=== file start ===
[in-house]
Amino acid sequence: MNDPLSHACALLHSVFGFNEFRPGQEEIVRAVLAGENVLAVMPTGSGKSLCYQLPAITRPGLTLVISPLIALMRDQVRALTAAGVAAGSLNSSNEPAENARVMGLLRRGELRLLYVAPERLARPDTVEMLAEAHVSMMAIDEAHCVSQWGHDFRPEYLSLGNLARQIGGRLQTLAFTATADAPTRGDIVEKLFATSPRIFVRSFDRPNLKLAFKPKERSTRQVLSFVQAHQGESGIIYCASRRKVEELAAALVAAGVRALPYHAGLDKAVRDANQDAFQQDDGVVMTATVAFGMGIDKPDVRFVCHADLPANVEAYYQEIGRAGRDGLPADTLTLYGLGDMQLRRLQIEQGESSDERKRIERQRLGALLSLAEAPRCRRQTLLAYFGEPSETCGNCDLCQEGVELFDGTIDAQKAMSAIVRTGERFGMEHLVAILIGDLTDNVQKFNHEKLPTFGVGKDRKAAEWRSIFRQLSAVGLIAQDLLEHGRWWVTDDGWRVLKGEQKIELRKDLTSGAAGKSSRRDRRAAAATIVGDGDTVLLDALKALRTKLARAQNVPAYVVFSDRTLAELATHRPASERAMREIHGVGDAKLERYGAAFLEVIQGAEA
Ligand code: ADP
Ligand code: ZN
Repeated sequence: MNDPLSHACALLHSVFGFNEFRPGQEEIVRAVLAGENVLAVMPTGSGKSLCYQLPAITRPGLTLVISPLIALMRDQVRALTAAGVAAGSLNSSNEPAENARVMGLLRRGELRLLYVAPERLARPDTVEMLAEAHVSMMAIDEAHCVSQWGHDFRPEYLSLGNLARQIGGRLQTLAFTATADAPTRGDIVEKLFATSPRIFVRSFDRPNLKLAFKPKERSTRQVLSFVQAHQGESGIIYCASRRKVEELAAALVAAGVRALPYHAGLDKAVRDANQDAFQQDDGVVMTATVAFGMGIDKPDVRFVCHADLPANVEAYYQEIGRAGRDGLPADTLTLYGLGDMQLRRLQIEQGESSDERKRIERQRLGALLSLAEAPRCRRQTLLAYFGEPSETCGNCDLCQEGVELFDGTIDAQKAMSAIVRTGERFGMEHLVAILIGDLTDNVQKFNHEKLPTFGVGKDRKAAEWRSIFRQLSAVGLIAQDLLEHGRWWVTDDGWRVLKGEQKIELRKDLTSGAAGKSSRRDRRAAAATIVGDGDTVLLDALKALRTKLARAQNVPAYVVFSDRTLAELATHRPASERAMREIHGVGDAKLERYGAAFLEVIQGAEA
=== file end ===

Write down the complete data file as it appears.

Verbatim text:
[in-house]
Amino acid sequence: MNDPLSHACALLHSVFGFNEFRPGQEEIVRAVLAGENVLAVMPTGSGKSLCYQLPAITRPGLTLVISPLIALMRDQVRALTAAGVAAGSLNSSNEPAENARVMGLLRRGELRLLYVAPERLARPDTVEMLAEAHVSMMAIDEAHCVSQWGHDFRPEYLSLGNLARQIGGRLQTLAFTATADAPTRGDIVEKLFATSPRIFVRSFDRPNLKLAFKPKERSTRQVLSFVQAHQGESGIIYCASRRKVEELAAALVAAGVRALPYHAGLDKAVRDANQDAFQQDDGVVMTATVAFGMGIDKPDVRFVCHADLPANVEAYYQEIGRAGRDGLPADTLTLYGLGDMQLRRLQIEQGESSDERKRIERQRLGALLSLAEAPRCRRQTLLAYFGEPSETCGNCDLCQEGVELFDGTIDAQKAMSAIVRTGERFGMEHLVAILIGDLTDNVQKFNHEKLPTFGVGKDRKAAEWRSIFRQLSAVGLIAQDLLEHGRWWVTDDGWRVLKGEQKIELRKDLTSGAAGKSSRRDRRAAAATIVGDGDTVLLDALKALRTKLARAQNVPAYVVFSDRTLAELATHRPASERAMREIHGVGDAKLERYGAAFLEVIQGAEA
Ligand code: ADP
Ligand code: ZN
Repeated sequence: MNDPLSHACALLHSVFGFNEFRPGQEEIVRAVLAGENVLAVMPTGSGKSLCYQLPAITRPGLTLVISPLIALMRDQVRALTAAGVAAGSLNSSNEPAENARVMGLLRRGELRLLYVAPERLARPDTVEMLAEAHVSMMAIDEAHCVSQWGHDFRPEYLSLGNLARQIGGRLQTLAFTATADAPTRGDIVEKLFATSPRIFVRSFDRPNLKLAFKPKERSTRQVLSFVQAHQGESGIIYCASRRKVEELAAALVAAGVRALPYHAGLDKAVRDANQDAFQQDDGVVMTATVAFGMGIDKPDVRFVCHADLPANVEAYYQEIGRAGRDGLPADTLTLYGLGDMQLRRLQIEQGESSDERKRIERQRLGALLSLAEAPRCRRQTLLAYFGEPSETCGNCDLCQEGVELFDGTIDAQKAMSAIVRTGERFGMEHLVAILIGDLTDNVQKFNHEKLPTFGVGKDRKAAEWRSIFRQLSAVGLIAQDLLEHGRWWVTDDGWRVLKGEQKIELRKDLTSGAAGKSSRRDRRAAAATIVGDGDTVLLDALKALRTKLARAQNVPAYVVFSDRTLAELATHRPASERAMREIHGVGDAKLERYGAAFLEVIQGAEA